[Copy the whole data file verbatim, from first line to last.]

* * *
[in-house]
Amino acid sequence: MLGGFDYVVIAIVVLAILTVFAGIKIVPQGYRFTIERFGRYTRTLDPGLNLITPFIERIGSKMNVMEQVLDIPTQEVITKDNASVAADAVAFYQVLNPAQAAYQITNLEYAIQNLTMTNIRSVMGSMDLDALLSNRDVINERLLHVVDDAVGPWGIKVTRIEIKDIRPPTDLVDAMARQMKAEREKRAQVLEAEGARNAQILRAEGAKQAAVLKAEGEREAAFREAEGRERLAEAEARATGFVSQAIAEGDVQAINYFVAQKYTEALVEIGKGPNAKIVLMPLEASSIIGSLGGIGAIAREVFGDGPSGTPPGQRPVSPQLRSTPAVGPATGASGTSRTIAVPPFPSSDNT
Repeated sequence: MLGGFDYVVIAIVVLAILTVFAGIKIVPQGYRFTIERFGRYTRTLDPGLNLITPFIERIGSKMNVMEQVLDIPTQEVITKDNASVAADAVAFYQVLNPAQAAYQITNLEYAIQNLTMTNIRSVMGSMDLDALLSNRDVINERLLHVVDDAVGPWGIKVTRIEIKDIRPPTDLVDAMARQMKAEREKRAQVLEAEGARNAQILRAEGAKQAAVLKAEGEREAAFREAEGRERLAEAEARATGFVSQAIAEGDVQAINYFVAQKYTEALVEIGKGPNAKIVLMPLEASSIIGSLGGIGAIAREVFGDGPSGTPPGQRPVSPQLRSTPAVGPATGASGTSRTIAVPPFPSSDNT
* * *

[in-house]
Amino acid sequence: MLGGFDYVVIAIVVLAILTVFAGIKIVPQGYRFTIERFGRYTRTLDPGLNLITPFIERIGSKMNVMEQVLDIPTQEVITKDNASVAADAVAFYQVLNPAQAAYQITNLEYAIQNLTMTNIRSVMGSMDLDALLSNRDVINERLLHVVDDAVGPWGIKVTRIEIKDIRPPTDLVDAMARQMKAEREKRAQVLEAEGARNAQILRAEGAKQAAVLKAEGEREAAFREAEGRERLAEAEARATGFVSQAIAEGDVQAINYFVAQKYTEALVEIGKGPNAKIVLMPLEASSIIGSLGGIGAIAREVFGDGPSGTPPGQRPVSPQLRSTPAVGPATGASGTSRTIAVPPFPSSDNT
Repeated sequence: MLGGFDYVVIAIVVLAILTVFAGIKIVPQGYRFTIERFGRYTRTLDPGLNLITPFIERIGSKMNVMEQVLDIPTQEVITKDNASVAADAVAFYQVLNPAQAAYQITNLEYAIQNLTMTNIRSVMGSMDLDALLSNRDVINERLLHVVDDAVGPWGIKVTRIEIKDIRPPTDLVDAMARQMKAEREKRAQVLEAEGARNAQILRAEGAKQAAVLKAEGEREAAFREAEGRERLAEAEARATGFVSQAIAEGDVQAINYFVAQKYTEALVEIGKGPNAKIVLMPLEASSIIGSLGGIGAIAREVFGDGPSGTPPGQRPVSPQLRSTPAVGPATGASGTSRTIAVPPFPSSDNT